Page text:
Pig Tits and Parsley Sauce

Slash your grocery bill by living sustainably

Make it yourself !

Posted by on Sep 15, 2009

Our strict grocery budget is certainly teaching us value for money. When you have limited funds, the last thing you want to do is blow it all on a big-ticket item that isn’t worth it.

I shouted the girls out for tea to say thanks for being such good sorts about our changed lifestyle. A local restaurant enticed us in with an advertising discount voucher that promised the chance of a free meal.

We missed out on the ultimate reward, but still received a sizeable discount. The meal cost us $62, which we didn’t count in that week’s budget, as it would have only left us with $13 to spend. We are getting good at living on next to nothing, but we are not that good. It was a great night out – we had a laugh (or we may have gone a bit hysterical in the presence of all that food), but my point is, was it worth it?

I’d have to say no. When you have been living reasonably well on $75 a week, it becomes too hard to justify spending $62 on one meal, regardless of how enjoyable. So that may be a rare downside to our budgeting challenge – it is hard not to be analytical about value for money, which leads to an overdose of cynicism when faced with buying decisions. It doesn’t end with food and groceries, either. You start analysing every spending decision and questioning the value – not that that is always a bad thing.

Nowadays when we grocery shop, it is not a matter of what we need to buy, but more like what we can avoid buying. We walk past aisles and aisles of expensive, attractively packaged products basically thumbing our noses at all of them. At the checkout, it is a great feeling to hear $75, please, instead of $475. You see, we are not missing out on anything. At home, all our food and hygiene requirements are met, not only at a much lower cost but, in most cases, at a higher level of quality with the stuff we have learnt to make ourselves.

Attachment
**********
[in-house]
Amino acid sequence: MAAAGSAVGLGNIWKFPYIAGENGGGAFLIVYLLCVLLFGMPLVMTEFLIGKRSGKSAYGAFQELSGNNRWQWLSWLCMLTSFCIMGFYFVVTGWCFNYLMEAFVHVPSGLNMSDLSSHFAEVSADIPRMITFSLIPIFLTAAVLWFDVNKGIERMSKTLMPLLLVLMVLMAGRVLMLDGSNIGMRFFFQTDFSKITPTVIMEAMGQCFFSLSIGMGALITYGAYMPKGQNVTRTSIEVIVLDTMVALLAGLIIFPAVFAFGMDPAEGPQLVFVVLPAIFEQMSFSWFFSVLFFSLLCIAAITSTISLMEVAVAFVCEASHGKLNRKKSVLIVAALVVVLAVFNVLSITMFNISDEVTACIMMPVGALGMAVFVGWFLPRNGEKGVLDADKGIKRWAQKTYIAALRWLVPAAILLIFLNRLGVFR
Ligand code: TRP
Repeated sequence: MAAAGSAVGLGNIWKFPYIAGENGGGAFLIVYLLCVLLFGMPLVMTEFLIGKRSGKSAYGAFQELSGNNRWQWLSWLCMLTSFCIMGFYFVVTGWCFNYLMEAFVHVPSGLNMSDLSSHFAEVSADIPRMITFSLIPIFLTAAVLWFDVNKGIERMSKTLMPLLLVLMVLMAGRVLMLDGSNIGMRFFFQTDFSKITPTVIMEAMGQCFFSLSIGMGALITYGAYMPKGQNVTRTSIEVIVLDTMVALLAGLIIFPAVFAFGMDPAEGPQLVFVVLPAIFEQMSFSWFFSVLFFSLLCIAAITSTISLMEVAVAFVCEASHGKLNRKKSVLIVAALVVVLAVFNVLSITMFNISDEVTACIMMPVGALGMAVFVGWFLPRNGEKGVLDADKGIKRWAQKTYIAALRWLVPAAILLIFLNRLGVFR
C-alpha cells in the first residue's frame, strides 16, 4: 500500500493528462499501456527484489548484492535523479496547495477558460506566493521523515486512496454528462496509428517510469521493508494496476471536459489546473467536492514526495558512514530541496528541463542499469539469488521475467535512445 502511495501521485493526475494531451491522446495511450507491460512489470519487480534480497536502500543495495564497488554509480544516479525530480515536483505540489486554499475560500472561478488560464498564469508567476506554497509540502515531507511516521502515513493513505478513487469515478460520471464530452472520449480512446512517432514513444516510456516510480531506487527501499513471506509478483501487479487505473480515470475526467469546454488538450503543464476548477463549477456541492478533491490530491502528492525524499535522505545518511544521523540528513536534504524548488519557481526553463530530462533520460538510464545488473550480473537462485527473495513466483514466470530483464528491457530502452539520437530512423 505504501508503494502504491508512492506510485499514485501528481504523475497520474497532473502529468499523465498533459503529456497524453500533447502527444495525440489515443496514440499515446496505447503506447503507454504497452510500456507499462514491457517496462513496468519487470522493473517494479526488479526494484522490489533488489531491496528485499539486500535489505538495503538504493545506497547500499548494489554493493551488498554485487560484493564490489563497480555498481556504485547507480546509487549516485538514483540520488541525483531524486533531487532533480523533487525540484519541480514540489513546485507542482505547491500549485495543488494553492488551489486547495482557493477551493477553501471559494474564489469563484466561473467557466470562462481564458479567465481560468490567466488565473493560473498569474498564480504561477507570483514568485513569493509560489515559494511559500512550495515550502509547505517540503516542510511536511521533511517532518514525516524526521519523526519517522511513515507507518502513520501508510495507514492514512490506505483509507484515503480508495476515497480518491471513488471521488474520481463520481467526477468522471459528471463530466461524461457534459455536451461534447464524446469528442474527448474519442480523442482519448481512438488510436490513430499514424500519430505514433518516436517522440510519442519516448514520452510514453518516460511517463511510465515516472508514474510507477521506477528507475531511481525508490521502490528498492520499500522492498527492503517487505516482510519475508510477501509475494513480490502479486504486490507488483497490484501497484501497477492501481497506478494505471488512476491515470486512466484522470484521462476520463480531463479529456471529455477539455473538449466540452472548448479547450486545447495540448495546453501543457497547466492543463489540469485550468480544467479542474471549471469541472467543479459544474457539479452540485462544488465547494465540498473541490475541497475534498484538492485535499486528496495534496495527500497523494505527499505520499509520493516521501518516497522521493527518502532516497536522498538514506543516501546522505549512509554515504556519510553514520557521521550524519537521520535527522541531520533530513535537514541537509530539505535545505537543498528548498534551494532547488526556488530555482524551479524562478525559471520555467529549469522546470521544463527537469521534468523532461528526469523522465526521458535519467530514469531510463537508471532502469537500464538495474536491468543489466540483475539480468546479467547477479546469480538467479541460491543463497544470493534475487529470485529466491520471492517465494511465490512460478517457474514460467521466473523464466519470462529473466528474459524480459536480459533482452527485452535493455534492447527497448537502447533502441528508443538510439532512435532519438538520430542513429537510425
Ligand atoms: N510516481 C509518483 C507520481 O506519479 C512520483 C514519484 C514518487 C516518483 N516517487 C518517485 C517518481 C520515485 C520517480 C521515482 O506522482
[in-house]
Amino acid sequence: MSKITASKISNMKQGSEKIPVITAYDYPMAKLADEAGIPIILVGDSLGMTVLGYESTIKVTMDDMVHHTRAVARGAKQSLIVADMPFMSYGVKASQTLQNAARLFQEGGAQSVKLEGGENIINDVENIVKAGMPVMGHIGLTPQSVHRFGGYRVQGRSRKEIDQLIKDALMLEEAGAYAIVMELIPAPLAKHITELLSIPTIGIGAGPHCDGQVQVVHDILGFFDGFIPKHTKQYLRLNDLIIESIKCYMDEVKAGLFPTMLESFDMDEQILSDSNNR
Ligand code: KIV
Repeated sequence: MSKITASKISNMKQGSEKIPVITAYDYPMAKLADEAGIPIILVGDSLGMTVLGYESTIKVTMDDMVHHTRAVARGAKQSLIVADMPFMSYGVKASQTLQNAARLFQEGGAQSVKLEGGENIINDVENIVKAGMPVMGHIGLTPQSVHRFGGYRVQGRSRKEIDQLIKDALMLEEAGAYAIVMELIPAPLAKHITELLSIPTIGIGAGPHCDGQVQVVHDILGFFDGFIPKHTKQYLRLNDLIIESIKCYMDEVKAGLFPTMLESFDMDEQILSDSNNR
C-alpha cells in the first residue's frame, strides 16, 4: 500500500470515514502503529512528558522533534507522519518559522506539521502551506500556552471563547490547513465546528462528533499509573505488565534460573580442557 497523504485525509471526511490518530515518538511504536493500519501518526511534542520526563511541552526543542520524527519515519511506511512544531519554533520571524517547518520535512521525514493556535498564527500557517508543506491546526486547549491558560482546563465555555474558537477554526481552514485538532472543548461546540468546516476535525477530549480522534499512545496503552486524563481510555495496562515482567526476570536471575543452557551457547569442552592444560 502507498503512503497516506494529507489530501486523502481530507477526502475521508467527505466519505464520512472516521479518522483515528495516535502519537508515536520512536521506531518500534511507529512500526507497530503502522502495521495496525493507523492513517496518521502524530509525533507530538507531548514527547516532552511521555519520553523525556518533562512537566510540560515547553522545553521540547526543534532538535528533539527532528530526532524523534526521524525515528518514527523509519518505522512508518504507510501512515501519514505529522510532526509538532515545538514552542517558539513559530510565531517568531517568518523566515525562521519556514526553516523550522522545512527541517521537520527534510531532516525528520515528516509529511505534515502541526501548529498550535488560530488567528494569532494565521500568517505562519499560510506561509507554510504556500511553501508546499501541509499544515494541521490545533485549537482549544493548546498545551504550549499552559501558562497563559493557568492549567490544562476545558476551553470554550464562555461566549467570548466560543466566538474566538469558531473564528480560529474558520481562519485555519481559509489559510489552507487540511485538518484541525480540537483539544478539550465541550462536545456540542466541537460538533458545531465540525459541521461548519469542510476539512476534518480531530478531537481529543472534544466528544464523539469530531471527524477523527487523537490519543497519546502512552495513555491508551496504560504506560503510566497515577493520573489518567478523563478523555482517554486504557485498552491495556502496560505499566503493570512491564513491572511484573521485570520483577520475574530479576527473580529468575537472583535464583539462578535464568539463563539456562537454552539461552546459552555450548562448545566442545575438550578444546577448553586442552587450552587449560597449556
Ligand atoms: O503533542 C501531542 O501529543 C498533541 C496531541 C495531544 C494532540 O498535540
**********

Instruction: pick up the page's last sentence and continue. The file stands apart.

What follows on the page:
Our quest to make our own house-cleaning products has opened our eyes to opportunities to make other stuff ourselves. Danni has discovered that quality moisturiser, lip balm, shampoo bars and other cosmetic items can be made cheaply and easily at home. The products are so good that she is sharing them in a pamphlet and is running classes from home (Thursdays at 7pm). Join us – it’s a great way to save money.

pigtits stand

 Next week: Where are all the recipes?

* If you want to get in touch with Lyn, you can email her on pigtitsandparsleysauce@gmail.com or phone 754-8600, or see the website, www.pigtitsandparsleysauce.co.nz.

9 Comments

  1. loved to hear about your business love your enthusiasm,[with out it you got nothing] how do i get your recipes,please. regards john

  2. I wonder if she has thought about a video where you can either send to people to do a demonstration where we can keep it or a video on her website so the people who can’t get to her classes can still watch it and enjoy the wonderful work she has done? Good on her i say well done.